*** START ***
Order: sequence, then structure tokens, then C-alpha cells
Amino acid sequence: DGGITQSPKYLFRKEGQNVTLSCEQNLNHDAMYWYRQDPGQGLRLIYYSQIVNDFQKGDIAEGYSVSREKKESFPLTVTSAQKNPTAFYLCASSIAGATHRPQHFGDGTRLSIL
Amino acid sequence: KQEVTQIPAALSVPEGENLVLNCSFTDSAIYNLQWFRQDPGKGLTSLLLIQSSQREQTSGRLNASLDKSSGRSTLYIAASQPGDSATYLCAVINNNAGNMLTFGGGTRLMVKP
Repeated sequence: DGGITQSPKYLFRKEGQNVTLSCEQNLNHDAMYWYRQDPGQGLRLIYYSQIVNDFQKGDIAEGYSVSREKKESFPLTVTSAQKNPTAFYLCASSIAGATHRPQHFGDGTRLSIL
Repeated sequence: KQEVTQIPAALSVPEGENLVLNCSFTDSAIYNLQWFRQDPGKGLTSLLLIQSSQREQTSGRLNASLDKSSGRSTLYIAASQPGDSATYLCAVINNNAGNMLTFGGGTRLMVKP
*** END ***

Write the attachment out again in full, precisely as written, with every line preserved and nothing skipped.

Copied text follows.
Order: sequence, then structure tokens, then C-alpha cells
Amino acid sequence: DGGITQSPKYLFRKEGQNVTLSCEQNLNHDAMYWYRQDPGQGLRLIYYSQIVNDFQKGDIAEGYSVSREKKESFPLTVTSAQKNPTAFYLCASSIAGATHRPQHFGDGTRLSIL
Amino acid sequence: KQEVTQIPAALSVPEGENLVLNCSFTDSAIYNLQWFRQDPGKGLTSLLLIQSSQREQTSGRLNASLDKSSGRSTLYIAASQPGDSATYLCAVINNNAGNMLTFGGGTRLMVKP
Repeated sequence: DGGITQSPKYLFRKEGQNVTLSCEQNLNHDAMYWYRQDPGQGLRLIYYSQIVNDFQKGDIAEGYSVSREKKESFPLTVTSAQKNPTAFYLCASSIAGATHRPQHFGDGTRLSIL
Repeated sequence: KQEVTQIPAALSVPEGENLVLNCSFTDSAIYNLQWFRQDPGKGLTSLLLIQSSQREQTSGRLNASLDKSSGRSTLYIAASQPGDSATYLCAVINNNAGNMLTFGGGTRLMVKP